Parkinsonism is a term used to describe the collection of signs and symptoms found in Parkinson’s Disease (PD). These include slowness (bradykinesia), stiffness (rigidity), tremor and imbalance (postural instability). Conditions other than PD may have one or more of these symptoms, mimicking Parkinson’s.
- Essential tremor (ET) is common amongst the elderly population, yet may begin at any age.
- Different from the PD tremor in that it generally affects both hands, often involves head tremor and a shaky quality to the voice.
- Thought to be a different condition from PD, though some symptoms can overlap.
- Evidence suggests that those with ET may be at higher risk of developing PD than the general population.
- The diagnosis of ET is clinical and treatment is generally with medications, though surgery can be used in severe cases.
Normal Pressure Hydrocephalus
- A person with Normal Pressure Hydrocephalus (NPH) has fluid inside the brain that does not drain properly, which results in difficulty in walking, slowed thinking and loss of bladder control.
- Specialized brain scans, lumbar puncture (spinal tap) and a physical examination can lead to a diagnosis.
- Treatment often involves surgery where a shunt is placed to help drain excess fluid.
Dementia with Lewy Bodies
- Dementia with Lewy bodies (DLB) is a progressive, neurodegenerative disorder in which abnormal deposits of a protein called alpha-synuclein build up in multiple areas of the brain.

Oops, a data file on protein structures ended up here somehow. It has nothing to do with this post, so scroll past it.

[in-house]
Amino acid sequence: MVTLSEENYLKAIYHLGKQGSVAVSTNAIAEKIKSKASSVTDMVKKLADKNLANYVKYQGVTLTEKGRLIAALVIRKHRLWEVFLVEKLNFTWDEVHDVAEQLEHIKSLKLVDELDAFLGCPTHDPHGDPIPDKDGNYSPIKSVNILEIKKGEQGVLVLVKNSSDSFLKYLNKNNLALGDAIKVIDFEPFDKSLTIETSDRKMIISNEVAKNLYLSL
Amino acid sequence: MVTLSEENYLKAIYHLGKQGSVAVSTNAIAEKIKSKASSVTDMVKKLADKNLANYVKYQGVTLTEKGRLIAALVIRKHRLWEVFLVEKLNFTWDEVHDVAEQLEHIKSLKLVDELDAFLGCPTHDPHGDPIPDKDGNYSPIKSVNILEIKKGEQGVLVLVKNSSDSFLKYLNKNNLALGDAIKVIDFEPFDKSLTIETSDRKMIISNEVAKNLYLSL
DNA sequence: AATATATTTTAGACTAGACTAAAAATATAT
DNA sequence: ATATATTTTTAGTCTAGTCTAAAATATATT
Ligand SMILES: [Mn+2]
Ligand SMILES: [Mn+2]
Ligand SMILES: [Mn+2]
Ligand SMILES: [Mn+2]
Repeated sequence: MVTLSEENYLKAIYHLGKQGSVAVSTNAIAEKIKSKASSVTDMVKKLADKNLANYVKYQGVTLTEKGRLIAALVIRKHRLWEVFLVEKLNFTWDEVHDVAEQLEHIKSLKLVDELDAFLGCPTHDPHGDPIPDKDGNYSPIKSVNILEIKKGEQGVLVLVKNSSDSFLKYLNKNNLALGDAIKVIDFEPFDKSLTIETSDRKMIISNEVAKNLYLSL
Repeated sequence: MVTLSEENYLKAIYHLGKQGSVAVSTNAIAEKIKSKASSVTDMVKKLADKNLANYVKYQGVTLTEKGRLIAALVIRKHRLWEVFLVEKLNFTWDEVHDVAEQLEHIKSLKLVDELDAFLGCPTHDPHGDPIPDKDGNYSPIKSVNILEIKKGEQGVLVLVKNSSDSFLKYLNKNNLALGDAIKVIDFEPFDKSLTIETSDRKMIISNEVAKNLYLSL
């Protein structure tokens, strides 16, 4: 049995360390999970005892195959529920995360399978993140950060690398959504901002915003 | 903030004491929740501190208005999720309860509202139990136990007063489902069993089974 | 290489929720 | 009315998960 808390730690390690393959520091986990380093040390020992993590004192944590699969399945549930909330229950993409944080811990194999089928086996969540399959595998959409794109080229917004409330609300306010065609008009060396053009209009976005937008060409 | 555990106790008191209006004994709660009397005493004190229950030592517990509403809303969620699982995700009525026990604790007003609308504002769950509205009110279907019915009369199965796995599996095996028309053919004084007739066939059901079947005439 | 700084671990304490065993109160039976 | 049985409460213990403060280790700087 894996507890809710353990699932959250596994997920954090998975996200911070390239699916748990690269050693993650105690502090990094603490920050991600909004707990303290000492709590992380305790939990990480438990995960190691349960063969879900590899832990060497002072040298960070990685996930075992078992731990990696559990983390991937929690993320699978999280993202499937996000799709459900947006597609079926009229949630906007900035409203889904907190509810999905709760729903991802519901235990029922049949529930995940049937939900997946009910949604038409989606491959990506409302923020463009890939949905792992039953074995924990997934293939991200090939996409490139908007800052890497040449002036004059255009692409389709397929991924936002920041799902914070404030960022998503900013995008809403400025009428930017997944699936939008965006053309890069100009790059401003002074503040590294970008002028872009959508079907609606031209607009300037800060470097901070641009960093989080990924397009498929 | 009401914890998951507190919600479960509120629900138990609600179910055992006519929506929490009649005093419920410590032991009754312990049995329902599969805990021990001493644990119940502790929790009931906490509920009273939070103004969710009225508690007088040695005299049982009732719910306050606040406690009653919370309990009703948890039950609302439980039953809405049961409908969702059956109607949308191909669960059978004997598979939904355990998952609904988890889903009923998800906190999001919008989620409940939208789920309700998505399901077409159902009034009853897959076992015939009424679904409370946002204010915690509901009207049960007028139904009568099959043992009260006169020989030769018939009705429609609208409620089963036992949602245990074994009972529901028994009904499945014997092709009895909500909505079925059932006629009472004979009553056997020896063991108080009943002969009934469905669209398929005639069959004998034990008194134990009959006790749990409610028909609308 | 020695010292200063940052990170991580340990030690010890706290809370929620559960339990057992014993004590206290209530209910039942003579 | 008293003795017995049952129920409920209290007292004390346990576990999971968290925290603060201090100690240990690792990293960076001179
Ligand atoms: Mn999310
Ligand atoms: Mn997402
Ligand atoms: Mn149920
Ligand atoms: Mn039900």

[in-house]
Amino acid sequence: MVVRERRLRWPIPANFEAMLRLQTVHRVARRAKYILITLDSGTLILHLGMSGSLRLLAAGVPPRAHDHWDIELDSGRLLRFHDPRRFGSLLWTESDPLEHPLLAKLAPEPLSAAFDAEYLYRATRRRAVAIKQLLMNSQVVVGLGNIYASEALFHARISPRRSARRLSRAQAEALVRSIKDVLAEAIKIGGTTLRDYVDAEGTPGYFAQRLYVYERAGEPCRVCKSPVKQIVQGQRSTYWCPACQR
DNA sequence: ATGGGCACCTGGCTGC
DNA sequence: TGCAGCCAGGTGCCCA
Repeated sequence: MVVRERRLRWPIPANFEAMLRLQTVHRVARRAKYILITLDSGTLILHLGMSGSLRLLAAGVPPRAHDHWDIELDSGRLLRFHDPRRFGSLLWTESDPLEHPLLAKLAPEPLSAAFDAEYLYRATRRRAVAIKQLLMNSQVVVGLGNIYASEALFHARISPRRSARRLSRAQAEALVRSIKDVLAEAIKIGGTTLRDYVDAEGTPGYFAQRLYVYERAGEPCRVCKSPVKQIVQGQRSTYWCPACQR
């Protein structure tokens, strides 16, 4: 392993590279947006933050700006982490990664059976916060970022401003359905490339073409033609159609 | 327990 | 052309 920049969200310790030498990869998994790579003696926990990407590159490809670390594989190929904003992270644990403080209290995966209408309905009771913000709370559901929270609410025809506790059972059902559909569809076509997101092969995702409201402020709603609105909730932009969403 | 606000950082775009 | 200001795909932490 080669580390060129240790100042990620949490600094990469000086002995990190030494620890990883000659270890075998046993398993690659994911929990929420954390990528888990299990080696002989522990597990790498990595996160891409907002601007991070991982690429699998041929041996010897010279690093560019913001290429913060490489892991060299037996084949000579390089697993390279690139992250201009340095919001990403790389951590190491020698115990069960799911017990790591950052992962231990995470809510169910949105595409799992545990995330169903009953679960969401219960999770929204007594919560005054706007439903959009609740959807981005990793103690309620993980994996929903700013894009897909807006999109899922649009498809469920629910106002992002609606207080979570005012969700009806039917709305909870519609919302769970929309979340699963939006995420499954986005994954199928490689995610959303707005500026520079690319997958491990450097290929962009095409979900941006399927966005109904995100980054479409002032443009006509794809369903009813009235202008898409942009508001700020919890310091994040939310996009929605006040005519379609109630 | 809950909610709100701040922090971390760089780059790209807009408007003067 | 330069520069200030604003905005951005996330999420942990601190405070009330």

- DLB first causes progressive problems with memory and fluctuations in thinking, as well as hallucinations. These symptoms are joined later in the course of the disease by parkinsonism with slowness, stiffness and other symptoms similar to PD.
- While the same abnormal protein (alpha synuclein) is found in the brains of those with PD, when individuals with PD develop memory and thinking problems it tends to occur later in the course of their disease.
- There are no specific treatments for DLB. Treatment focuses on symptoms.
Multiple System Atrophy
- Multiple system atrophy (MSA) may resemble PD parkinsonism, but comes with additional symptoms and signs.
- Symptoms include incoordination (ataxia) and dysfunction in the autonomic nervous system, which automatically controls things such as blood pressure and bladder function. Diagnosis is made based on clinical features. There is no specific test that provides a definitive diagnosis.
- There is no specific treatment for MSA. Treatment focuses on alleviating symptoms.
- Corticobasal syndrome (CBS) is rare. It usually begins with symptoms affecting one limb.
- In addition to parkinsonism, other symptoms can include abnormal posturing of the affected limb (dystonia), fast, jerky movements (myoclonus), difficulty with some motor tasks despite normal muscle strength (apraxia), difficulty with language (aphasia) among others.
- There is no specific test for CBS.
- Treatment focuses on symptoms.
Progressive Supranuclear Palsy
- Progressive supranuclear palsy (PSP) is a disease that mimics PD, particularly early in its course, but that comes with additional distinctive signs and symptoms.
- Individuals with PSP may fall frequently early in the course of disease. Later symptoms include limitations in eye movements, particularly looking up and down, which also contributes to falls.
- Those with PSP also often have problems with swallowing (dysphagia), difficulty in producing speech (dysarthria), sleep problems and thinking problems.
Page reviewed by Dr. Ryan Barmore, Movement Disorders Fellow at the University of Florida, a Parkinson’s Foundation Center of Excellence.